Four Taillights:  Enough to Get You There

May 16, 2023


Prior to becoming self-employed as a Manufacturer’s Representative my dad was in sales for a hose company.  Not the kind to be worn on one’s lower extremities, but rather hoses used for industrial purposes:  flex connectors, expansion joints, metal hose.  Our garage was a supply store of product, and product seemingly devoid of interest to a sometimes-bored preschooler.


His was a five-state territory and travel frequent.  A company car was one of the tools provided.  Even then, I learned that companies were austere and bottom line focused.  The company car was a General Motors product, specifically a Chevy.  At that time Chevy offered three sedan models:  the Impala, the Bel Air, and the Biscayne.  The cars were so equipped in regressive order.  The Impala, as top of the line, came with automatic transmission, power steering and brakes, and air conditioning.  Lot of chrome.  Maybe even bucket seats and a console.  There was a nifty radio speaker neatly centered at the top of the rear seat.


Bel Air, not too long before supplanted as Chevy’s top of the line, still contained many of these features. 


The Biscayne presented few, if any.  


The company car was a Biscayne.


My mom and me, and sometimes my sister would travel with my dad.  The interstate highway system was still in its infancy, so most thoroughfares were part of two-lane federal or state systems initiated back in the 1920’s.  At least all the roads traveled, to my recollection, were paved and led directly into every downtown along the way.  Traffic was often snarled by stoplights, construction, and a vast assortment of other delays. 


Apparently, hose selling season was in the summer too or so my memory tells me.  Mind you the territory included Texas, Oklahoma, and Louisiana, not locations conducive to non-air-conditioned travel in July.  Vinyl seats deepened the warming process, clothes and cushions adhering through and with sweat as one.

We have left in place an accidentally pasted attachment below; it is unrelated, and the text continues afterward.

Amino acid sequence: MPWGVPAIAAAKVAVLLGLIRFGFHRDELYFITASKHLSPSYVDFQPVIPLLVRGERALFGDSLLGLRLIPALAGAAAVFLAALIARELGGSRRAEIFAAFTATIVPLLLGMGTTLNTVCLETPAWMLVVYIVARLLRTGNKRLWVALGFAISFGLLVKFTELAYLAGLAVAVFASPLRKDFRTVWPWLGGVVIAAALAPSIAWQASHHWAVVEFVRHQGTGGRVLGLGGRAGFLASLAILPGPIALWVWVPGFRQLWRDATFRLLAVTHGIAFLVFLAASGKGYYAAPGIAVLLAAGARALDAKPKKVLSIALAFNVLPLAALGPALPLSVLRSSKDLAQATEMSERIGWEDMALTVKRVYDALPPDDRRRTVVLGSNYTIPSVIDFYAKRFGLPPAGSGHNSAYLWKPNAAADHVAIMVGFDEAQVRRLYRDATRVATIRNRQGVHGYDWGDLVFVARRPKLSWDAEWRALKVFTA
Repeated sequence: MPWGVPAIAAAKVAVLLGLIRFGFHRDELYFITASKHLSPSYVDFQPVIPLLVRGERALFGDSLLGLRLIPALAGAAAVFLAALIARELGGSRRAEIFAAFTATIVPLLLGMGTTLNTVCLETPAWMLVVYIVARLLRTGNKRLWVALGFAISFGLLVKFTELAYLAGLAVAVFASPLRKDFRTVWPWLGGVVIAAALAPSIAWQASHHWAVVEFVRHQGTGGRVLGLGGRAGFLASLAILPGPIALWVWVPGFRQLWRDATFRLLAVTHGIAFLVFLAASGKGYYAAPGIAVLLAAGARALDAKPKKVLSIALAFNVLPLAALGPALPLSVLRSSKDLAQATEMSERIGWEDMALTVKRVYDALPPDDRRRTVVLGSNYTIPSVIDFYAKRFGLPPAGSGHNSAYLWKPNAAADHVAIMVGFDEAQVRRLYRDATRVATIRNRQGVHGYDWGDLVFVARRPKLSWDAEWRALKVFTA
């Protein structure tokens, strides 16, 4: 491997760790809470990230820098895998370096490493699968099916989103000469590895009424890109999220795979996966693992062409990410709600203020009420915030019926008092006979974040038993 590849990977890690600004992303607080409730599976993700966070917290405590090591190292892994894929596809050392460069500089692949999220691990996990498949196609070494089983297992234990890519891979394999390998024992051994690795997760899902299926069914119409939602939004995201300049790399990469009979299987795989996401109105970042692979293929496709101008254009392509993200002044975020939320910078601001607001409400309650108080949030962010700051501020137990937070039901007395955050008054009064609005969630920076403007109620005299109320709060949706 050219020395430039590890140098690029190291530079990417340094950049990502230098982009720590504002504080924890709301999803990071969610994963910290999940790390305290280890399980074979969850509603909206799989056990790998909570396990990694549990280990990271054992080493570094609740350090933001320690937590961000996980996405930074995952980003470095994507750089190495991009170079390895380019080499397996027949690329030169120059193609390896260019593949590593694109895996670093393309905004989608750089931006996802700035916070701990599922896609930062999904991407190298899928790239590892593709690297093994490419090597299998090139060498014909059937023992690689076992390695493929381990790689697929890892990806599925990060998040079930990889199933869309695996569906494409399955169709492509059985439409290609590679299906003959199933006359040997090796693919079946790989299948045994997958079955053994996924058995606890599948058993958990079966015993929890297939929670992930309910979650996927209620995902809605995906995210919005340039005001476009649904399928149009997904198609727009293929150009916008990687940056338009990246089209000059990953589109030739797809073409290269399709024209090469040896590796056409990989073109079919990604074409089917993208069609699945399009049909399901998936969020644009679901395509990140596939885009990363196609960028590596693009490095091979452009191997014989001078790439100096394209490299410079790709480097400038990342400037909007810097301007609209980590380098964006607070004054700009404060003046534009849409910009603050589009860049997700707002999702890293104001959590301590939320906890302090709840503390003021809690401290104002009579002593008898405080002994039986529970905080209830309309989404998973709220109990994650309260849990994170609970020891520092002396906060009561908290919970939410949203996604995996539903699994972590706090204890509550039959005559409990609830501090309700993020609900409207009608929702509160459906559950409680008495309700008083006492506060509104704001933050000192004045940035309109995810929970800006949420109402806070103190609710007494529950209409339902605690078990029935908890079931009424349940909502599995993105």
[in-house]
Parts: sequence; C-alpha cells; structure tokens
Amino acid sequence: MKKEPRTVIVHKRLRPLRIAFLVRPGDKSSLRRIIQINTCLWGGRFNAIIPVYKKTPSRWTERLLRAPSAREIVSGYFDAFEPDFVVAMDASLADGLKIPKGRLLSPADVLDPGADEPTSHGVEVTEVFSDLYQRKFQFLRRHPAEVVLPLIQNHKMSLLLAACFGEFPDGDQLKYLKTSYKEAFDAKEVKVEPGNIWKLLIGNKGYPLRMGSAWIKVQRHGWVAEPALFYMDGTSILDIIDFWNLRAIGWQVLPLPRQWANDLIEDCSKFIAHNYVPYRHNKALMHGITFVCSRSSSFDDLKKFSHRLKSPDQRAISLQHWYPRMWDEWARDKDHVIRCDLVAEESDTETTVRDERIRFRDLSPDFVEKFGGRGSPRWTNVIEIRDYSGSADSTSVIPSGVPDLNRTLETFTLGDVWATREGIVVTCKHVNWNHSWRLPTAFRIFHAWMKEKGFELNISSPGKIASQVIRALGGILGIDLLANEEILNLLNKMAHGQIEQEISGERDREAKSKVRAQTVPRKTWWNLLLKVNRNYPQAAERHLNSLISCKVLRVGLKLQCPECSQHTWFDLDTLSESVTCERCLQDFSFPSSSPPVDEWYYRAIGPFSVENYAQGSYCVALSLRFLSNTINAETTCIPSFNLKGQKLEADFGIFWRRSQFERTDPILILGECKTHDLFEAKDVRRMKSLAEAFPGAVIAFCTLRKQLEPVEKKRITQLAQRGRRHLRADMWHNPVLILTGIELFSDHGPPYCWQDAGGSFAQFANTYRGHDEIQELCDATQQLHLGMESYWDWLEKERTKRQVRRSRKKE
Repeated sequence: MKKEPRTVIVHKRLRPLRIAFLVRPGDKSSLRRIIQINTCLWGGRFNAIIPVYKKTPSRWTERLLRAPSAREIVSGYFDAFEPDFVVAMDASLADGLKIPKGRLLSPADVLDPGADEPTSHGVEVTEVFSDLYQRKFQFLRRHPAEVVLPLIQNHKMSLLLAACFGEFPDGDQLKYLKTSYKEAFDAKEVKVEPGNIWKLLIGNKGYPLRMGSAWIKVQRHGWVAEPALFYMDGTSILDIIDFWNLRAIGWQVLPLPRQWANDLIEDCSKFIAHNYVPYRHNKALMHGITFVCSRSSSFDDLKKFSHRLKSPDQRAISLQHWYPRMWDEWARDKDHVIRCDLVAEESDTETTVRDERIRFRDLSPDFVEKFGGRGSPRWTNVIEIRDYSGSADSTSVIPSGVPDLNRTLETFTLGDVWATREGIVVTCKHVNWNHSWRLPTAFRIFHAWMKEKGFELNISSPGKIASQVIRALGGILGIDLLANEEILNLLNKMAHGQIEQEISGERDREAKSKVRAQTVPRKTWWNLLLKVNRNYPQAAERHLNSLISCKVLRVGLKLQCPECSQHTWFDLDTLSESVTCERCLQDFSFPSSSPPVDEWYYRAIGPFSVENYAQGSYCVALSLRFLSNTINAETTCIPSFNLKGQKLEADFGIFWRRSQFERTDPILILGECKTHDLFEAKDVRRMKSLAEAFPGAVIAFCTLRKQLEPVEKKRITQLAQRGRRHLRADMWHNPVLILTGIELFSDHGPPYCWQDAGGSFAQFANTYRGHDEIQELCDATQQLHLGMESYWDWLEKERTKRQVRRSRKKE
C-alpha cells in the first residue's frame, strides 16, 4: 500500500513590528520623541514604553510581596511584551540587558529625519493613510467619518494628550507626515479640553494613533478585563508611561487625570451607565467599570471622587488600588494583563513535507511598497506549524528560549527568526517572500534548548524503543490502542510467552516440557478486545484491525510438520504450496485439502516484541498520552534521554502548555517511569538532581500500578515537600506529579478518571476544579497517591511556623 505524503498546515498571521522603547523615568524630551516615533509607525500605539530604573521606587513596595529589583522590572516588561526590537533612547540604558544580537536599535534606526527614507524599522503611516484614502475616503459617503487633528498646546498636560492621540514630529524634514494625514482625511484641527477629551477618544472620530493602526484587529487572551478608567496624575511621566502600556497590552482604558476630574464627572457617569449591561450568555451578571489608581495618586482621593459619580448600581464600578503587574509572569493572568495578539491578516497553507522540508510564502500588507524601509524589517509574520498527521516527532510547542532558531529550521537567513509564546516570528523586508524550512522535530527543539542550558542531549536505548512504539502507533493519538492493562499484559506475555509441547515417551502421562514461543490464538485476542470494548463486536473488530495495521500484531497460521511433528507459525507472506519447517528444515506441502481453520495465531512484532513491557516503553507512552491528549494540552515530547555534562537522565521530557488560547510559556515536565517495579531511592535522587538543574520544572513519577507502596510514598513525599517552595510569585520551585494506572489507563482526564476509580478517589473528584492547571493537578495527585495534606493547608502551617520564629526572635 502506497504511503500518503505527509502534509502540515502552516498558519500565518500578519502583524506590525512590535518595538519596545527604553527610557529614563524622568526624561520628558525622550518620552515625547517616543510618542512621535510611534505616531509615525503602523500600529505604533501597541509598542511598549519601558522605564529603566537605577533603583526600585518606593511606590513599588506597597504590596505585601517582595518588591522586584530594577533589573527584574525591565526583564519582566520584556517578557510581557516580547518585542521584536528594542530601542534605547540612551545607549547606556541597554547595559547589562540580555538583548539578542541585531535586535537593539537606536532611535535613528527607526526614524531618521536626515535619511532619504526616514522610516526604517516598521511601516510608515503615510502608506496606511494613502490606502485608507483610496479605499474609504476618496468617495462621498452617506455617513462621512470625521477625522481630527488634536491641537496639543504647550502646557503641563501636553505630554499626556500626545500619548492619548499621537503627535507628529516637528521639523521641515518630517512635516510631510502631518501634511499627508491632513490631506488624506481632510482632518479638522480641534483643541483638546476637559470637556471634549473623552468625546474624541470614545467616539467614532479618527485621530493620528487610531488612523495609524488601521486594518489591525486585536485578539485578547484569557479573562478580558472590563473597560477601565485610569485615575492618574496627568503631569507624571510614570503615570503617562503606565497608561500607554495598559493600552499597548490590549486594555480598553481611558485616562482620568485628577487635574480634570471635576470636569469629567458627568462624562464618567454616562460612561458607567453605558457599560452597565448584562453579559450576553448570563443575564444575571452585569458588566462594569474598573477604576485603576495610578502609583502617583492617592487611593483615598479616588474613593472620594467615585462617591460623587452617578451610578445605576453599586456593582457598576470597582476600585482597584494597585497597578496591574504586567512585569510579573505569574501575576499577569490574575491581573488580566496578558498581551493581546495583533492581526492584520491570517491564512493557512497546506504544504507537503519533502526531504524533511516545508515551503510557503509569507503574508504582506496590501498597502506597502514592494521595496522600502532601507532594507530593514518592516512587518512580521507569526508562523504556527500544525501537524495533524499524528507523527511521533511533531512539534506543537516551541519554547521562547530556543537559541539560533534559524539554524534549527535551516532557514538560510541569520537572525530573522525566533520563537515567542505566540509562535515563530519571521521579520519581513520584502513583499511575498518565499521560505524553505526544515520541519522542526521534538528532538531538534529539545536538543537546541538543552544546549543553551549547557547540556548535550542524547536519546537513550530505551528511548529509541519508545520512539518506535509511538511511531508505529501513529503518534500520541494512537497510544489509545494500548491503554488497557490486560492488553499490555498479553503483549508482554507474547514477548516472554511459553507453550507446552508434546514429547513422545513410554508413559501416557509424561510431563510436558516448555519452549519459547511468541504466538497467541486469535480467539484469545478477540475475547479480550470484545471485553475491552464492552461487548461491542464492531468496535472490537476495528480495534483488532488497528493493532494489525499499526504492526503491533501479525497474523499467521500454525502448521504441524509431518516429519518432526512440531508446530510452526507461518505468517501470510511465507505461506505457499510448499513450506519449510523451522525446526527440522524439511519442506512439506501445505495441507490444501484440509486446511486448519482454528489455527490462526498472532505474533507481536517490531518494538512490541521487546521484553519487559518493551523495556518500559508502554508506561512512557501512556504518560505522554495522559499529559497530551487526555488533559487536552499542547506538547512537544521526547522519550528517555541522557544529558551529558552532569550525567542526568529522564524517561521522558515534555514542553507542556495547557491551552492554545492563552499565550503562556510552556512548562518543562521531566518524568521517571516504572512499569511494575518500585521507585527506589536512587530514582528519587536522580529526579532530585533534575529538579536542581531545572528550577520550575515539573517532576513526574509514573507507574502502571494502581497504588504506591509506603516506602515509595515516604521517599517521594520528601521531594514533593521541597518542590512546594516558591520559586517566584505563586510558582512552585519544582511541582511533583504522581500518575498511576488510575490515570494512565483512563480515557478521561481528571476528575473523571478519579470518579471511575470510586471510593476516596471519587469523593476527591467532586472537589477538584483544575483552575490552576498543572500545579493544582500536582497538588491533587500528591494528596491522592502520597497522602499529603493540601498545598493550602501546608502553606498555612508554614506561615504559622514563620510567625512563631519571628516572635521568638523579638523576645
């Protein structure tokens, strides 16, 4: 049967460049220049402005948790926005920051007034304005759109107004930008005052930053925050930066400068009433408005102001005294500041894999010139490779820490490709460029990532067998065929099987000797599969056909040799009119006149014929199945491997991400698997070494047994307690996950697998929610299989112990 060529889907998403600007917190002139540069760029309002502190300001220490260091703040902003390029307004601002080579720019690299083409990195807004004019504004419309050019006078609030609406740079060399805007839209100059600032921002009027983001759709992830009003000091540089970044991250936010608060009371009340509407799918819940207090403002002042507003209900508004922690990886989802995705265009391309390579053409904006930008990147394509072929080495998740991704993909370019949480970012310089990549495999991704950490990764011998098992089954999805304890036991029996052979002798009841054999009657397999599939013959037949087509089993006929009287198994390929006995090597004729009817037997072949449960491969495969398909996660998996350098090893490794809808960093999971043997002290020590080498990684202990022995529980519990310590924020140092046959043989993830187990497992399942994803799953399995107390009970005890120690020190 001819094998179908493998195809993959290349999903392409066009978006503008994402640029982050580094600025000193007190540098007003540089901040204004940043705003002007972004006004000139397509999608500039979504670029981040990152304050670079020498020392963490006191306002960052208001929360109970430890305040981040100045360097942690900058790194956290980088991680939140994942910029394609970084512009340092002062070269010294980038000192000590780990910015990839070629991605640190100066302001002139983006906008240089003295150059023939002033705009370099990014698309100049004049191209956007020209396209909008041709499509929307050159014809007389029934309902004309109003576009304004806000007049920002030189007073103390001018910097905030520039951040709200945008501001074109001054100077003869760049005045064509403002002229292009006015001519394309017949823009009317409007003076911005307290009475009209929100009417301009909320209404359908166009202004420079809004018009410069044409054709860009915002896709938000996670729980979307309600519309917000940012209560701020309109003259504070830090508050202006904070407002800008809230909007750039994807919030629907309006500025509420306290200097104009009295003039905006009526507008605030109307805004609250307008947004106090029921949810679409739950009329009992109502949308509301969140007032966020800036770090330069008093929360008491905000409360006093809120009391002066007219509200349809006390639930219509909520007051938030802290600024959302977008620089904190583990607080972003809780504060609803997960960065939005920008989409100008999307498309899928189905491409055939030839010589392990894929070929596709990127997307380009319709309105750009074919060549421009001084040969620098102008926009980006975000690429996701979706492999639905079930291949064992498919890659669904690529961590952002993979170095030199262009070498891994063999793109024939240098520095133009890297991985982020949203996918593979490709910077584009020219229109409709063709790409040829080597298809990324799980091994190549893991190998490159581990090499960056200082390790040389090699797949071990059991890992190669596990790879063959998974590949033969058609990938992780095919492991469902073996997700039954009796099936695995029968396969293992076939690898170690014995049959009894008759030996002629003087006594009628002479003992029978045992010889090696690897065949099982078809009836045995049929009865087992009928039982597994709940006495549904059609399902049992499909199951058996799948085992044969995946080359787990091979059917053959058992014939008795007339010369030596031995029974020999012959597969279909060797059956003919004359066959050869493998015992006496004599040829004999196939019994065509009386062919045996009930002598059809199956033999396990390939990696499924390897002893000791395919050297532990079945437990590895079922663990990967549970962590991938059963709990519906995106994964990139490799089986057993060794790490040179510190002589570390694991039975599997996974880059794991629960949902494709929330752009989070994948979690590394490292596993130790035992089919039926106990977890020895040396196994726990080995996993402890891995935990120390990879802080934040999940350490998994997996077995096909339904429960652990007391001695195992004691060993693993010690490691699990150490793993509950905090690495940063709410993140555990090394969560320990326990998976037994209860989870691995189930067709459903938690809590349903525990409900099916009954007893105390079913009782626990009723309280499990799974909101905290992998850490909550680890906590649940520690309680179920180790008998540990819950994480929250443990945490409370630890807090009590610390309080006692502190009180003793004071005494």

Passing the time in my perspiration-laden ennui I noticed other vehicles.  Some, even on a 95° afternoon, had rolled up windows indicating air cooling.  From a rearview it was easy to distinguish:  four taillight Chevy models did not have AC:

1962 Chevy Biscayne


How my heart longed for the comfort of a six taillight Chevy.


In another year or so, I started school.  My dad also made the decision to leave his company to pursue self-employment, albeit in a somewhat similar line of work.  I didn’t have an appreciation for precisely what that meant except that there were now more interesting products in the garage:  lawnmowers, saws, fertilizer spreaders, and chemical sprayers. 


Beyond that, now freed from the obligation of a company vehicle he also had the liberty to select his own mode of transportation.  With around $3000 of his savings, he took the plunge.

1964 Chevy Impala Super Sport


Ah, air conditioning.  We had arrived!  And six taillights! 


Reflecting on those times of pre-luxury one thing I don’t believe was valued enough was that the Biscaynes always got us to where we were intending to go.  If not loaded, the product was for certain durable.  There was an occasion when we required new windshield wipers in Tulsa, to me a terrorizing experience for some inexplicable reason, but other than that smooth sailing.  We never failed to arrive at our intended destination. 


On top of that there was a lot to be learned from those journeys of misery.  For one, I got to know my folks and their stories.  I learned to count:  passing cars, license plate numbers, mileage signs.  A burgeoning allure to geography developed:  wheat fields of Oklahoma, forests of East Texas, swamps and bayous of Louisiana, the vastness and mountains of West Texas and New Mexico.  Contrasts between major cities such as Houston and the isolation of Route 66 between Amarillo and Albuquerque.  A fascination with weather and how a clear day could so easily deteriorate into a downpour, only to miraculously clear up, hastening a sunset spectacular over the plains. 


It’s been said that life is a journey, yet we miss it by devoting too much of our focus to the destination.  Some of us experience life in a really nice ride, whereas for others there are bumps in the road and the mode of transportation unreliable.  There are breakdowns and rescues.  Yet those journeys help frame our own unique stories, becoming a vital part of all that we have experienced and done.  The challenge before all of us is how to apply the tools and lessons from those passages. 


What have you learned from your road trips?   Have the four taillights been sufficient?


The Seed Sower



On Seeking Advice